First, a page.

R&D Tax Credit FAQs – Small Businesses
We have received several questions related to the federal R&D tax credit and how it can benefit startups and small companies in particular. New legislation has greatly expanded these companies’ potential R&D benefit, enabling them to offset, annually, up to $250,000 of their payroll taxes using R&D credits, up to $1,250,000 over a five-year period. Common questions and answers are outlined below.
What Activities Qualify?
In general, activities qualify if they meet each element of a “four-part test” and aren’t excluded.
- Qualified purpose.The purpose of the activity is to improve the functionality, performance, reliability, or quality of a product, process, software, technique, invention or formula (“component”) that is intended to be used in the taxpayer’s business or held for sale, lease or license.
- Technological uncertainty. The taxpayer encounters uncertainty regarding whether it can or how it should develop the component, or regarding the component’s appropriate design.
- Process of experimentation. To eliminate the uncertainty, the activities include evaluating alternatives through modeling, simulation, systematic trial and error, or other methods.
- Technological in nature. The success or failure of the evaluative process is determined by the principles of engineering, physics, chemistry, biology, computer science, or similar natural or “hard” science, as opposed to principles of, e.g., economics, consumer preferences.
Some activities are excluded because they aren’t likely to incentivize increased R&D in the U.S., e.g., activities:
- Conducted outside the U.S.
- Relying on the social sciences, arts or humanities, as opposed to, e.g., engineering or the physical, biological, or computer sciences.
- To collect routine data or ordinary testing for quality control of existing components.
- Market research; management, consumer preference testing.
- “Funded” by an unrelated third party, i.e., for which the taxpayer doesn’t either retain rights to the results of the activity or necessarily have to pay for the activity because an unrelated third party is contractually obligated to pay for it, even if the activity fails to produce the desired result.
- To develop or improve software originally intended primarily for the taxpayer’s use. Exceptions exist for this exclusion, and taxpayers have claimed and supported on exam hundreds of millions of dollars related to internal-use software development.
What Expenses Qualify?
- Taxable wages for employees who perform or directly supervise or support qualified activities.
- Cost of supplies used in qualified activities, including extraordinary utilities, excluding capital items or general administrative supplies.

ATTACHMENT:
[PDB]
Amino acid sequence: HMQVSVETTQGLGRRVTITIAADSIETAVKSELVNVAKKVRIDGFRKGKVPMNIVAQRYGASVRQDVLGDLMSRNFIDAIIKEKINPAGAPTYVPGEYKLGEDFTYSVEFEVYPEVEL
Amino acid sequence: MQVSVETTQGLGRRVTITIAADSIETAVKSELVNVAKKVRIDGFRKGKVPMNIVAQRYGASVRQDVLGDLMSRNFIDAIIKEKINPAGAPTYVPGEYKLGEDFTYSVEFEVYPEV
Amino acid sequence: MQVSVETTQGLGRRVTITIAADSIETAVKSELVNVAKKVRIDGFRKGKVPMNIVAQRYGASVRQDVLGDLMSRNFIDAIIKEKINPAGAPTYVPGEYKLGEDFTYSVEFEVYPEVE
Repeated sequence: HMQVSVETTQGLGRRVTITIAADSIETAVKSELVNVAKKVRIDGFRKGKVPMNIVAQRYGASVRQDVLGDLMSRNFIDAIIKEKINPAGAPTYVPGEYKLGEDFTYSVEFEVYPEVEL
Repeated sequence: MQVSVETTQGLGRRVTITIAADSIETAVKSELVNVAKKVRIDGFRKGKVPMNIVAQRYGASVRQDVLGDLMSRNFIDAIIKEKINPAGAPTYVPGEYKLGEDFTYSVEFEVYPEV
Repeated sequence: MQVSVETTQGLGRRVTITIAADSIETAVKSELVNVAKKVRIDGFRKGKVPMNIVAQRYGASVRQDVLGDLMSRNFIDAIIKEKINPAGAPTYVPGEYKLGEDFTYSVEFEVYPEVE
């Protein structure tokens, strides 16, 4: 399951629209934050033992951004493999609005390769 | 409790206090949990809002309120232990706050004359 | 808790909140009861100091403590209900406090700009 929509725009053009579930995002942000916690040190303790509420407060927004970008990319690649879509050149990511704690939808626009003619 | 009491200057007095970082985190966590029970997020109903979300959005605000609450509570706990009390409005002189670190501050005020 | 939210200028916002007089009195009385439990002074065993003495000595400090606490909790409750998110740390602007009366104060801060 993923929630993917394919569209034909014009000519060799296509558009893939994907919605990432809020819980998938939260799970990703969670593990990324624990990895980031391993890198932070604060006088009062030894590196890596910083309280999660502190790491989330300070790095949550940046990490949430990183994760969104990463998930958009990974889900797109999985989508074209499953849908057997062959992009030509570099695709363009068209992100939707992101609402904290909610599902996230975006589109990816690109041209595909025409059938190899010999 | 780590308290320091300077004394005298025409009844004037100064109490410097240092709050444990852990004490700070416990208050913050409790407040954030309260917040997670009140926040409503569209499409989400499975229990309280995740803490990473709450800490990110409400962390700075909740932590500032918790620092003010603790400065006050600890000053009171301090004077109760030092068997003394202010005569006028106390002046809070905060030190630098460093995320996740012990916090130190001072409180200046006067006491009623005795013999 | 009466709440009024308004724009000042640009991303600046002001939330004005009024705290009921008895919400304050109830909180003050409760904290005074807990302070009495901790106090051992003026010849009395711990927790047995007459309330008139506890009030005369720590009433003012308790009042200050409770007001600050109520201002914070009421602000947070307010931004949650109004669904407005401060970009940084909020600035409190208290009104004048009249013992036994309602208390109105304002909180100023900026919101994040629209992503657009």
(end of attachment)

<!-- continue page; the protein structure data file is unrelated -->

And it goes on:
- 65%-100% of contract research expenses for qualified activities, provided the taxpayer retain substantial rights to the activity’s results and must pay the contractor whether it succeeds or fails.
- Rental or lease costs of computers used in qualified activities, e.g., payments to cloud service providers (CSPs) for the cost of renting server space to develop or improve a component.
What Companies can Benefit?
In general, any company—in any industry and of any size—that invests in activities of the kind outlined above can benefit if it paid, pays or expects to pay:
- Regular federal income tax;
- A similar state tax in one of the more than 40 U.S. states that provide for incentives for R&D and R&D-related investments; or
- Similar taxes in one of the more than 35 non-U.S. countries that, too, provide for such incentives.
Companies can benefit, too, even if they’re not paying such taxes now:
- The federal credit can be carried back one year and forward 20. Most states provide similar and sometimes indefinite carryforward periods.
- Startups and smaller companies may use R&D credits against:
- Up to $250,000 of their payroll taxes each year, provided they have:
- Gross receipts less than $5 million in the taxable credit year;
- No gross receipts for any taxable year preceding the 5-taxable year period ending with the taxable credit year; and
- R&D credits that they can use in that year; or
- Alternative Minimum Tax (AMT), provided they:
- Are privately held;
- Owe AMT in the current year; and
- Have $50 million or less in average gross receipts for the preceding three tax years.
- Up to $250,000 of their payroll taxes each year, provided they have:
- Many states also allow companies to sell or transfer their credits to other taxpayers.
- Several states’ credits are refundable, i.e., they are paid to taxpayers even if the taxpayers aren’t currently paying taxes.
Does a Company Have to Be a “Startup” or “Small Business” to Be Eligible for the Payroll Offset?
No. It just has to have:
- Gross receipts less than $5 million in the taxable credit year;
- R&D credits it can use in that year.
So even companies that have been around for more than five years and have spent billions of dollars to try to develop or improve a component could be eligible; e.g., a significant percentage of life science companies with $0 gross receipts for long periods of time before their drug receives U.S. Food and Drug Administration approval.
Can Companies Formed More Than Five Years Ago Benefit for the Payroll Offset?
Yes. For the 2016 payroll offset, a company isn’t eligible if it generated gross receipts prior to 2012, because then it would have gross receipts in a taxable year preceding the 5-taxable year period ending with the taxable credit year, 2016. But a company formed prior to 2012 that didn’t receive gross receipts could qualify.